From cars to buildings to jewellery to internal organs and prosthetics to shoes to pizza and pancakes and chocolates, 3D printing has permeated through every sector in every industry, so why not clothes?
3D printed clothes from the inaugural collection by designer Danit Peleg
Thus far, only a handful have attempted to print 3D clothes, primarily because the fabrics for 3D printing consist of materials such as flexible plastic, rubber and other materials more suitable for manufacturing parts of objects. However, recently this year, Danit Peleg, a designer in Israel, 3D printed her entire collection using a flexible rubbery interwoven textured material, and another group of biomedical engineers at California Polytechnic State University started experimenting with their own version of a 3D printer that printed fabrics similar to cotton and successfully raised a kickstarter campaign. Their hope, similar to Mary Huang of Continuum, who was one of the first to 3D print shoes several years ago, is for consumers to be able to 3D print their own clothes and shoes, and be able to print whatever they fancy anywhere they happen to be.
3D printed sculptural wedge heels made from rubber by Mary Huang, which took 8-10 hours to print.
3D printing in the garment industry has become, in essence, the modern equivalent to the sewing machine. So does this mean that fashion houses and boutiques that sell clothes and shoes will all disappear and everyone will be 3D printing their own clothes and shoes in the future? My guess is most likely not. Sewing machines revolutionalised the garment industry in the 1800s and early 1900s and it was the hope that everyone would be able to own one in their home to make their own clothes, but we all know how that turned out. The fact is, most consumers, like myself, are lazy. Although I have fondness for DIY craft projects, especially those on etsy and lovecrafts, I prefer if someone else made it for me; someone who has the patience and time to perfect every stitch. Oftentimes, I find it easier to even have a stylist friend to choose clothes for me, because if left to my own devices, I would probably choose the same looking black ensemble I have in multiples in my closet, and it's always nice to get an external perspective from someone who can access you objectively to inject a little colour to your wardrobe.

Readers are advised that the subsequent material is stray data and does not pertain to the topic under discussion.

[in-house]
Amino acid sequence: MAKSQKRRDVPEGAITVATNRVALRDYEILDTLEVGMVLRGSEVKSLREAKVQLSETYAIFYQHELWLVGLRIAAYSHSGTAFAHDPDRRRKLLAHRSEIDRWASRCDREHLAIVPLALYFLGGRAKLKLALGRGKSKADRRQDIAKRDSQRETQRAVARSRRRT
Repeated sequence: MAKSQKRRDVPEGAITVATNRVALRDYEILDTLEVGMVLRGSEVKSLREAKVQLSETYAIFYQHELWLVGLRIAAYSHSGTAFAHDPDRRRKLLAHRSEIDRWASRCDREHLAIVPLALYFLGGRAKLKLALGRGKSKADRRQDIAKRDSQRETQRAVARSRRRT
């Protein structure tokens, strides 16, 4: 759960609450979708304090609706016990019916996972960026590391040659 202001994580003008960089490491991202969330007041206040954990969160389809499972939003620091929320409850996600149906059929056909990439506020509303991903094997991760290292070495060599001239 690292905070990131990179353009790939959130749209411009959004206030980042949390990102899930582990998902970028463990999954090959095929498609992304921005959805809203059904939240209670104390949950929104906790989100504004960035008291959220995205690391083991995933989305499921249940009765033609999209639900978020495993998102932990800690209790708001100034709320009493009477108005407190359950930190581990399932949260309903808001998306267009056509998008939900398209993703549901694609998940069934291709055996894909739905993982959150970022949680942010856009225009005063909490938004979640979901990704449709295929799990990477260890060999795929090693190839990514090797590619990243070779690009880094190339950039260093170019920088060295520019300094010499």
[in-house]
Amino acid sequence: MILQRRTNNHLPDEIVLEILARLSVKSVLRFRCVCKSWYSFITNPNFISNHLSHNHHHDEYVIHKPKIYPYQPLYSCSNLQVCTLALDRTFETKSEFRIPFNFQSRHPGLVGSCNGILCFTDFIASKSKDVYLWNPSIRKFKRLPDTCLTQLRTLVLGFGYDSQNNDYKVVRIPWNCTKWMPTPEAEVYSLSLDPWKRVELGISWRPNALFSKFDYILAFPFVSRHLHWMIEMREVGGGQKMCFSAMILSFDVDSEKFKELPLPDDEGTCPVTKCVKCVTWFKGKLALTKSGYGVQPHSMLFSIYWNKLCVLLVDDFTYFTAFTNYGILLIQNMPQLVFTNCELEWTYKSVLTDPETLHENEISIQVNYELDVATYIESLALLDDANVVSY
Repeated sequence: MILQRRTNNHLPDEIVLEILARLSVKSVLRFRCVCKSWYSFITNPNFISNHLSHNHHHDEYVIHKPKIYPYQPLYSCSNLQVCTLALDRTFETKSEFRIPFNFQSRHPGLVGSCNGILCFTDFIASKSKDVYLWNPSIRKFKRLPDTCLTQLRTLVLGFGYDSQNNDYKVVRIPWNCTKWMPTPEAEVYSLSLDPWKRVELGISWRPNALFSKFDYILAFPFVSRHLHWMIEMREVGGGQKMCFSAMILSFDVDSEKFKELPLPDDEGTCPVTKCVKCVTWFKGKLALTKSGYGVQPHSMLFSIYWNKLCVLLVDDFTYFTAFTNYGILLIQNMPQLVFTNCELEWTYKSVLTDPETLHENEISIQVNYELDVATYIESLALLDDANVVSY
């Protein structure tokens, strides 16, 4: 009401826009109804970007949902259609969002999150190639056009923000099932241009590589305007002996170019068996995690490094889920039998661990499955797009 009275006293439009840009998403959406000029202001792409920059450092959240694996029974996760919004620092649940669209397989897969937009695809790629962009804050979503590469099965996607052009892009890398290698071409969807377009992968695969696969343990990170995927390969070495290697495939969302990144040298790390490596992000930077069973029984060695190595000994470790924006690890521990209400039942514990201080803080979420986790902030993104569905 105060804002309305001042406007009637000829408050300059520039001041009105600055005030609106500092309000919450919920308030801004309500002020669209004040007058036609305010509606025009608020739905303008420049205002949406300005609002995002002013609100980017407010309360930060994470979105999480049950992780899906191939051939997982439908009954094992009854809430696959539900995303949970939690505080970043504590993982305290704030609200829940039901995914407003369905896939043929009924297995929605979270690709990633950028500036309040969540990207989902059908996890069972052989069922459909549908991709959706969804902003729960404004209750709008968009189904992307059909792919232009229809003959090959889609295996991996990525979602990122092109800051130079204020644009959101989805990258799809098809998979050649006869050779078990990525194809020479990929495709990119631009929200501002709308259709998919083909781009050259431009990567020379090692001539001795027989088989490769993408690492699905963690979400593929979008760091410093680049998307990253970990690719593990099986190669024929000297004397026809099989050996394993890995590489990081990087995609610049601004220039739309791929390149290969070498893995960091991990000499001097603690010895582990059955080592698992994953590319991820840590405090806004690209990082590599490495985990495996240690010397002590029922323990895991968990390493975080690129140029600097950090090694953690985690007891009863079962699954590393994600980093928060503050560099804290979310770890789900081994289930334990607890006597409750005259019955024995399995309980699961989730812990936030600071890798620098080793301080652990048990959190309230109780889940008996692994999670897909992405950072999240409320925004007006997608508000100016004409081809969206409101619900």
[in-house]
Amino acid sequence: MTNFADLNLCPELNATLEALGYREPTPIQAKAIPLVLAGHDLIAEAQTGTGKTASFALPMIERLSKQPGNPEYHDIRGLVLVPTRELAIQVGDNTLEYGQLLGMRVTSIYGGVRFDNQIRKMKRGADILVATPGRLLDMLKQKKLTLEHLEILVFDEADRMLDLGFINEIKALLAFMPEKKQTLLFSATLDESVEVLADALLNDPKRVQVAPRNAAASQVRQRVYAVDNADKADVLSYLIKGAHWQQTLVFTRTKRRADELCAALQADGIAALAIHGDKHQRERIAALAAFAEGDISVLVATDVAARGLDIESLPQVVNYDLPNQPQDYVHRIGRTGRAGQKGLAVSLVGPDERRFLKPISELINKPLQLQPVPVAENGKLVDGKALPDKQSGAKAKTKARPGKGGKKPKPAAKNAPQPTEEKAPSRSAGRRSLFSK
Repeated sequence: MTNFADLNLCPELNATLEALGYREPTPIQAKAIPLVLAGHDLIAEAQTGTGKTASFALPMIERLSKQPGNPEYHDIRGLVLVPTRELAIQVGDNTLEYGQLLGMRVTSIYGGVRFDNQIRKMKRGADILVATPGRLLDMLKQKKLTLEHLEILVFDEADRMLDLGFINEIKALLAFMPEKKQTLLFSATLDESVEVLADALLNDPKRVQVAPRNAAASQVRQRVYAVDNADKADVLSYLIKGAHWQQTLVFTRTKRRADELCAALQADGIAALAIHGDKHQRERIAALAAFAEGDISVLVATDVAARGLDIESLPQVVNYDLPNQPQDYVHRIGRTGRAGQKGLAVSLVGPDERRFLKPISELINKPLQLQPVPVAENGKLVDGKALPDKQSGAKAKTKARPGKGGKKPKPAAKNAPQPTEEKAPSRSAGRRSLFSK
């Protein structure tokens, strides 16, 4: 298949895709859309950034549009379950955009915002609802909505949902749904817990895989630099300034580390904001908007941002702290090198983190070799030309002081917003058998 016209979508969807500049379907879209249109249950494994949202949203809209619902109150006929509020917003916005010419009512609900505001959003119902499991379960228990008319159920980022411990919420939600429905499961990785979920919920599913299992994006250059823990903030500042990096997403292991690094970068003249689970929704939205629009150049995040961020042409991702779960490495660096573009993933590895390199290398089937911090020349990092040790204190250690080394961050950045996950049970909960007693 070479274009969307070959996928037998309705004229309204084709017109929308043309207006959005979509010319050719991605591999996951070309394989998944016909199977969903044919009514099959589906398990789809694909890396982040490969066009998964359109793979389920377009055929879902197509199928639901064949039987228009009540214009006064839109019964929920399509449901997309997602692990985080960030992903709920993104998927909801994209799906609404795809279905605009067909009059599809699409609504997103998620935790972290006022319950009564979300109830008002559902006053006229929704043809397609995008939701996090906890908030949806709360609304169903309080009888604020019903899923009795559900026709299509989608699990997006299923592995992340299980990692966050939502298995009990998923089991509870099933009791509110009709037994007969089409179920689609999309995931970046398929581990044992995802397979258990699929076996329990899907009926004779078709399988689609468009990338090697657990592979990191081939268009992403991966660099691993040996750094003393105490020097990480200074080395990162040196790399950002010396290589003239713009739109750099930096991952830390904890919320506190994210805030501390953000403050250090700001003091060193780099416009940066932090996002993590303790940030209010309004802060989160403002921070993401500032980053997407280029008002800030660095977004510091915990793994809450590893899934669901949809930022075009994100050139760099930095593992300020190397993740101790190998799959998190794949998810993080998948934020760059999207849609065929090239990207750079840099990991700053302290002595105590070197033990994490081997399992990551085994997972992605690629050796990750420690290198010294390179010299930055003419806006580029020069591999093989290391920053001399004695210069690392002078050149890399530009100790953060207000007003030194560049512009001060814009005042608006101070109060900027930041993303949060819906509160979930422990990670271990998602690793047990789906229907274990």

Although currently software programmes such as CAD has made it easier for the lazy consumer to design their own clothes and jewellery, I find that when I talk to most people, they rather prefer showing people existing photos of what they like, then asking the designer to make all the adjustments. I tend to think that although there is an aspect of convenience, and 3D printing of clothes and shoes ultimately had changed the production line of how clothes and shoes can be produced, most likely the technology will be absorbed by the textile, fashion and eCommerce industries to create less waste, but the trend is still moving from the digital online marketplaces to brick-and-mortar shoppes. Why? Because people like the experience of going outside to socialise, to meet with friends, to hang out to have a drink or grab some lunch and stroll into a concept boutique out of curiosity before deciding to purchase something. Shopping is an experience, as many retailers have discovered, and although America's strip malls won't be entering the annals of London streets anytime soon, there is something akin to talking a walk in the park or going on a weekend trip with mum that is closely associated with the shopping experience.